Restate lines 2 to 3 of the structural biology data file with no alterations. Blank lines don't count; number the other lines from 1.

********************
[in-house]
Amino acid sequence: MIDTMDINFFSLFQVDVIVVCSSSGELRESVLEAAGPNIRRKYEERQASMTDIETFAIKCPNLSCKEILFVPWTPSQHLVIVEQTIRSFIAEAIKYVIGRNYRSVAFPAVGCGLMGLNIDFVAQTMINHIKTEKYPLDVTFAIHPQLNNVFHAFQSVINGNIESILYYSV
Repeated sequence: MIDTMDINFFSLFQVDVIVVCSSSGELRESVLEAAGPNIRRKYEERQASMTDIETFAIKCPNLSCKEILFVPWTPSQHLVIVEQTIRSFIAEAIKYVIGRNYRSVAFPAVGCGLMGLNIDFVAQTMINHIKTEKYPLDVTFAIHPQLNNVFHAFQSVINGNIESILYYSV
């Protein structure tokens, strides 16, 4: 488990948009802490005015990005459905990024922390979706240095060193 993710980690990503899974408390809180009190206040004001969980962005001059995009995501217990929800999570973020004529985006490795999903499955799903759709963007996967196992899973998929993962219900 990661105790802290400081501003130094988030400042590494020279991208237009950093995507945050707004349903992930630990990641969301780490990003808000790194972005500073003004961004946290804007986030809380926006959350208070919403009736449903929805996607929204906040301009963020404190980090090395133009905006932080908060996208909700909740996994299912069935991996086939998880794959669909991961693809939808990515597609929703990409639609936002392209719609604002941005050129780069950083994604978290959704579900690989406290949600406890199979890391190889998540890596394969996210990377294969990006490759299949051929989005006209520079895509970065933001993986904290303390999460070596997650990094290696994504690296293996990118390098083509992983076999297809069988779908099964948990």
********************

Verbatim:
Amino acid sequence: MIDTMDINFFSLFQVDVIVVCSSSGELRESVLEAAGPNIRRKYEERQASMTDIETFAIKCPNLSCKEILFVPWTPSQHLVIVEQTIRSFIAEAIKYVIGRNYRSVAFPAVGCGLMGLNIDFVAQTMINHIKTEKYPLDVTFAIHPQLNNVFHAFQSVINGNIESILYYSV
Repeated sequence: MIDTMDINFFSLFQVDVIVVCSSSGELRESVLEAAGPNIRRKYEERQASMTDIETFAIKCPNLSCKEILFVPWTPSQHLVIVEQTIRSFIAEAIKYVIGRNYRSVAFPAVGCGLMGLNIDFVAQTMINHIKTEKYPLDVTFAIHPQLNNVFHAFQSVINGNIESILYYSV